The Big Takeaway

I saw it as a slam dunk. My dad saw things differently.

Growing up in the ’70s and ’80s in Northern Virginia, basketball was everything. My idols played in the NBA. I slept, ate and played hoops all year long. In the spring, summer and fall, I walked and biked to meet friends at local playgrounds and spent endless hours in pickup games, refining my skills on cracked asphalt courts with chain-link nets.

When winter arrived, the game became more official as we moved indoors and played in organized leagues. I always looked forward to that time of year because my dad coached my teams and consulted with me on strategies like picking the starting lineup and defensive assignments. (With the exception of one year, he was my travel team coach from third grade until I graduated from high school.) Before the start of each season, he and the other coaches would meet at someone’s house and hold a draft. I remember sitting at home near the front door on those nights, anxiously waiting for my dad to return with the roster.

Our elementary school leagues were dominated by a handful of overgrown kids who muscled and bullied their way to stratospheric point and rebound totals. But by the time I entered seventh grade in 1980, there was more parity; some kids were starting to develop real talent, and a player could no longer rule the court by size alone.

A week or so into preseason practices that year, a friend stopped me in the hallway of Walt Whitman Middle School. He told me that his cousin, Willie, had just moved into town and wanted to play basketball. Under league rules, a late registrant would be automatically placed on the team that would have had the next pick in the draft. And as destiny would have it, we had the next draft pick. So Willie was assigned to our team.

I vividly recall the first night Willie showed up for practice. He truly was a man among boys. His height alone—close to 6 feet tall—made him a rare commodity, but his game also matched his physique. He was not simply a lumbering enforcer, capable of taking up space and intimidating smaller players. He had agility and finesse that none of us could match. In fact, his dominance was so overwhelming that my father—who was 6 foot 2 and about 210 pounds—had no choice but to join the scrimmage as a player to give Willie a physical challenge (and probably to protect the rest of us).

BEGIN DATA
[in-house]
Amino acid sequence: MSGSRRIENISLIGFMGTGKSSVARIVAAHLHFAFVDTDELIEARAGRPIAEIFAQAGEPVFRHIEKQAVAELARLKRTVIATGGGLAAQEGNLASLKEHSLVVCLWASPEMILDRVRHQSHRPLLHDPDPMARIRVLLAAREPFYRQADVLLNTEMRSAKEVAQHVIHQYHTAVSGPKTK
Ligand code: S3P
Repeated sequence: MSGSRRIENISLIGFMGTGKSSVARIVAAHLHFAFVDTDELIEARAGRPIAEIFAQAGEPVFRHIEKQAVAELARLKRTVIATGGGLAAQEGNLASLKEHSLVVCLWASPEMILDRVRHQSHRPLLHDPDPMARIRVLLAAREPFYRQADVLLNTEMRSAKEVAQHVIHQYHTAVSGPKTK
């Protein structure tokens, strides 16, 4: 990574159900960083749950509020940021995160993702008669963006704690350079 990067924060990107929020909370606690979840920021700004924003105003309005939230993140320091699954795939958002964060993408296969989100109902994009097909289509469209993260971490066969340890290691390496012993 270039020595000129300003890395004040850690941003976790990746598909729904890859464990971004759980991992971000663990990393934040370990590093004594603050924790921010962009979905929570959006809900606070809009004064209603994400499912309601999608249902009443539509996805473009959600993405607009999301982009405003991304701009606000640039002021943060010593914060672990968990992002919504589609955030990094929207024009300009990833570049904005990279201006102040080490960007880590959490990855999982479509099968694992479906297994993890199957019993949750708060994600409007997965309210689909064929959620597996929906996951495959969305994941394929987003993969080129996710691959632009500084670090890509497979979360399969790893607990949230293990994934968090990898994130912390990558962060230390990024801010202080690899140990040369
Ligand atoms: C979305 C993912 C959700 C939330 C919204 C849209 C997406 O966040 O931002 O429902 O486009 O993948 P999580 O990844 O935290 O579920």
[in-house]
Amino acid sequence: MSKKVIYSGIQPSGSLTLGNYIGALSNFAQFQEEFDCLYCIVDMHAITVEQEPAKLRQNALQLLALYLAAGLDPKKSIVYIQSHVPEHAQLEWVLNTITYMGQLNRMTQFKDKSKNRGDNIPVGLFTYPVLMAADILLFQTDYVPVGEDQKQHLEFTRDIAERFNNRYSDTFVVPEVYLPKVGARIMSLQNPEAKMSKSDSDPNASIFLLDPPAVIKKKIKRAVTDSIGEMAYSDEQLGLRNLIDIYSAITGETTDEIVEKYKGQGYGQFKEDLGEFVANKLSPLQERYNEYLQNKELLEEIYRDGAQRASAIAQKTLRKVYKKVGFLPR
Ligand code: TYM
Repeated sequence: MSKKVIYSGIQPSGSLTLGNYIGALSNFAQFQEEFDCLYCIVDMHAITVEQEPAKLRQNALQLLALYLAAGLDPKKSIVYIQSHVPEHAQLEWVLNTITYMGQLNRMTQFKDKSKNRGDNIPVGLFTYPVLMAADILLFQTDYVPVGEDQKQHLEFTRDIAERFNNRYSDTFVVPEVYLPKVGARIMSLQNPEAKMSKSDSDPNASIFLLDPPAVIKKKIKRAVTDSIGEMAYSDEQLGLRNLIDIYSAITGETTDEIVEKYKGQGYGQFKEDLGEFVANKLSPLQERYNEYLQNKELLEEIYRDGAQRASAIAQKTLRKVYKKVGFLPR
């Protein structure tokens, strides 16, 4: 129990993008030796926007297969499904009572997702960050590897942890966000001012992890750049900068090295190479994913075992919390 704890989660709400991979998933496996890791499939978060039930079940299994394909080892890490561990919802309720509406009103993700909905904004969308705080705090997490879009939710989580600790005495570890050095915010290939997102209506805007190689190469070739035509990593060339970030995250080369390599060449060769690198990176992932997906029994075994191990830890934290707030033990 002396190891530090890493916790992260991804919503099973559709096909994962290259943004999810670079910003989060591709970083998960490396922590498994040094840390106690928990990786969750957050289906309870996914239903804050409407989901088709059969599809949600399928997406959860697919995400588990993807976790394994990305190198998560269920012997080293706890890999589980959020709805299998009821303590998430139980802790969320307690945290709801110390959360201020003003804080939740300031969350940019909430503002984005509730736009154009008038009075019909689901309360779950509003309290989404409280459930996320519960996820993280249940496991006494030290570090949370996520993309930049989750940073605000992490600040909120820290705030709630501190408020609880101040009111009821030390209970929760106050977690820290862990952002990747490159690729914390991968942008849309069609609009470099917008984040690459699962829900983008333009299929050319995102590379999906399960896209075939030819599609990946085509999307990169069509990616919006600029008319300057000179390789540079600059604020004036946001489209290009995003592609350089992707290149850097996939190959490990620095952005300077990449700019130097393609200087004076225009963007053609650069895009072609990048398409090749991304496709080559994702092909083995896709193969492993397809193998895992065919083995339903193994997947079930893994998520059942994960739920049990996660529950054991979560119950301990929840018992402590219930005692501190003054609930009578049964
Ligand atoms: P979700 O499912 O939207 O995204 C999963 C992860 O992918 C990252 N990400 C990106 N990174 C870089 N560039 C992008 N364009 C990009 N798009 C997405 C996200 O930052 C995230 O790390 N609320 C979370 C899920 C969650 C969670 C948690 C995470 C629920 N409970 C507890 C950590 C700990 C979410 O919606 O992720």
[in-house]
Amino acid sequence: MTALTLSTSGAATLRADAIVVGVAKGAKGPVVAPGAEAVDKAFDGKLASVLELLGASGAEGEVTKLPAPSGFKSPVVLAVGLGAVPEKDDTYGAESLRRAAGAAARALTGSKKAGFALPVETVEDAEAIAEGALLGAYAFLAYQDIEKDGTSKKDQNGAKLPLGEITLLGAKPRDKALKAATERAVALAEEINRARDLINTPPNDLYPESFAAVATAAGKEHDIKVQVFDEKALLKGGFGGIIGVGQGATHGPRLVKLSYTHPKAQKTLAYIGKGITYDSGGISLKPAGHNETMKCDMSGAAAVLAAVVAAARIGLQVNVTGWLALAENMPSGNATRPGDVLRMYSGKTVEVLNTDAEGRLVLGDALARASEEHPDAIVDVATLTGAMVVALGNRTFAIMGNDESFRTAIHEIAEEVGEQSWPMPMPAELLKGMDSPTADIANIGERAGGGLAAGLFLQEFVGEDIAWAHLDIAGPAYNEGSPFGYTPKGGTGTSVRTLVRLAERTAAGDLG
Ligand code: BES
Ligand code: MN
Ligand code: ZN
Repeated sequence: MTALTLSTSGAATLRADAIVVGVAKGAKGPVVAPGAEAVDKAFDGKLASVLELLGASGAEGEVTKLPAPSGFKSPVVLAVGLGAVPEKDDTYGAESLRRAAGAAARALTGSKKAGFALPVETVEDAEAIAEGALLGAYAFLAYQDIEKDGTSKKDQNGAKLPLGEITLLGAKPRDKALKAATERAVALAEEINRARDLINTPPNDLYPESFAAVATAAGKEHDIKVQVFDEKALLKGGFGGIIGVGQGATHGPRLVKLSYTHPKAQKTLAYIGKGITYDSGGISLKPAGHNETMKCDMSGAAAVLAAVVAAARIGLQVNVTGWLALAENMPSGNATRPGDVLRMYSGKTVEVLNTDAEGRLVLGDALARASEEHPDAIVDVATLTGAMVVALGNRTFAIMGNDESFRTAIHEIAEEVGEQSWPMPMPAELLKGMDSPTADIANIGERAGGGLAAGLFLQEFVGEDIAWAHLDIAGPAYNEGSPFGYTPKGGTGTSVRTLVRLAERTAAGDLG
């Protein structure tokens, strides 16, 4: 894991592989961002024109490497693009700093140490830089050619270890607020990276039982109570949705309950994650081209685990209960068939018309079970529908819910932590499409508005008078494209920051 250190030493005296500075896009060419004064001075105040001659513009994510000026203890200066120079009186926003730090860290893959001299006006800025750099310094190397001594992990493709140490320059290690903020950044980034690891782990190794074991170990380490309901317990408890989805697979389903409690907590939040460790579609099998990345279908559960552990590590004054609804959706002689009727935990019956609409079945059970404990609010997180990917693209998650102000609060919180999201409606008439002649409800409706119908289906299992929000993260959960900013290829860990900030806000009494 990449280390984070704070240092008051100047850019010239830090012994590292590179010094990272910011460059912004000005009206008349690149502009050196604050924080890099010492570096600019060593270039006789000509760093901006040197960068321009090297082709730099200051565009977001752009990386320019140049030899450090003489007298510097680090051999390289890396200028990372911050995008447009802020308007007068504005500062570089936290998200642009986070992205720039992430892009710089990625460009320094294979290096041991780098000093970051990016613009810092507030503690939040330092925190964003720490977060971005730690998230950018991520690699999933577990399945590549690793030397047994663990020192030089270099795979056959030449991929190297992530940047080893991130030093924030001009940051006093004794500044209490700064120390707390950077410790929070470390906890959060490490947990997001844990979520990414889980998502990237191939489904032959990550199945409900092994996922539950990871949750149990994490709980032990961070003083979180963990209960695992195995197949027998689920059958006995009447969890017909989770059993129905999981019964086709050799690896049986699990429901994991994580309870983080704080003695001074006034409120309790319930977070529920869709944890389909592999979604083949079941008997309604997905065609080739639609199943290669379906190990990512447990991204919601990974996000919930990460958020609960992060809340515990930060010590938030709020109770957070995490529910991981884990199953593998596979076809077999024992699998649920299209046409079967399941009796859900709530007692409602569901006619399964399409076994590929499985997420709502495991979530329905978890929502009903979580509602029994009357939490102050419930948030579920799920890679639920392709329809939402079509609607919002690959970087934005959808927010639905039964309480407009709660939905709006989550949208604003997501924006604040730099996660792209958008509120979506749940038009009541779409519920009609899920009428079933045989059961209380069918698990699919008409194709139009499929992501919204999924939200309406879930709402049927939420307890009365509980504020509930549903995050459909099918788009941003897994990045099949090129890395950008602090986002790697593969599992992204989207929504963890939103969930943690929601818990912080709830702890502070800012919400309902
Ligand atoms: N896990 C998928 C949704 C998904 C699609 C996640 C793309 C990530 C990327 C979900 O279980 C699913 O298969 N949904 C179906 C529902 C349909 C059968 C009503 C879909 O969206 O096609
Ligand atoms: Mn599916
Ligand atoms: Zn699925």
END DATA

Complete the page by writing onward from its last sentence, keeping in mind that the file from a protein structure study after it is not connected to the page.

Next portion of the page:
The seminal play that night involved somebody missing an outside shot and the ensuing battle between my father and Willie for the rebound. The mere fact that my adult father had to “battle” a middle-school kid for a rebound seems ludicrous, in hindsight. There was a lot of contact and, when the play was over, Willie had the ball. In the process, he had knocked my dad’s glasses off his face and across the dusty gym floor. It got quiet as Willie handed the glasses back to my dad with an apology and a sheepish grin. But the rest of us were  pumped. We knew what Willie would mean for our team: a championship.

That night, unbeknownst to me, my father called the league president, expressing his concerns that Willie was too big, too strong and too dominant to play in our league. The next day, to my great despair, I learned that Willie had been assigned to another team in a league for older kids. My visions of bringing home the trophy instantly vanished.

That disappointment turned to anger when I learned that Willie’s transfer was a direct result of my father’s intervention. In my eyes, that unilateral decision was an act of betrayal that cost our team the championship. We hadn’t broken any rules to get Willie; it was fate. And I knew for a fact that none of the other coaches would have voluntarily jettisoned such a valuable player. I didn’t dare tell my teammates why Willie had moved up to another league.

As I sat in my room, seething, I couldn’t comprehend why my own father and coach would turn his back on his son, his team and a guaranteed championship. After all, winning a middle-school-league basketball title is the type of monumental experience that you carry with you for life—a memory that you share, years later, with children and then grandchildren perched on your knee. With a single telephone call, he had dashed all those hopes and ripped an entire chapter out of the book of my life.

Nearly 35 years later, my playing days are over (I stopped playing competitively after high school), but I’m still in the gym on a regular basis, coaching my 8- and 10-year-old daughters’ basketball teams in the Arlington County house league. My idols no longer play in the NBA. To me, the game is about getting exercise, learning how to be part of a team and mastering the ever-elusive art of winning and losing gracefully. It’s also a great way to spend time with my kids.

Sitting on the bench as a coach, I often think back to my time as a young player. I see myself as a shadow on the court, with my father as the helm. I don’t remember how my seventh-grade team fared that season. I never played with Willie again, although I heard that he eventually gave up basketball for football and ended up playing defensive line in college.

While my recollections of those seasons fade like so many other trivial memories, the story of Willie has stuck with me. In fact, it has become even more vivid in its message and poignancy now that I am a coach and father.

I experienced that series of events through the eyes of a 12-year-old, and it turns out that I was probably right in one respect: none of the other coaches would have made that phone call. But I now know that while I slept that night, my father was, in fact, writing a chapter in the book of my life. He was creating an irreplaceable memory and lesson that I cherish and will pass on to my children and grandchildren.

Jim Davis is an intellectual property attorney in Washington, D.C. He lives in Milburn Terrace with his wife, Kim, and three children, Maggie, Kate and James III.

Categories: People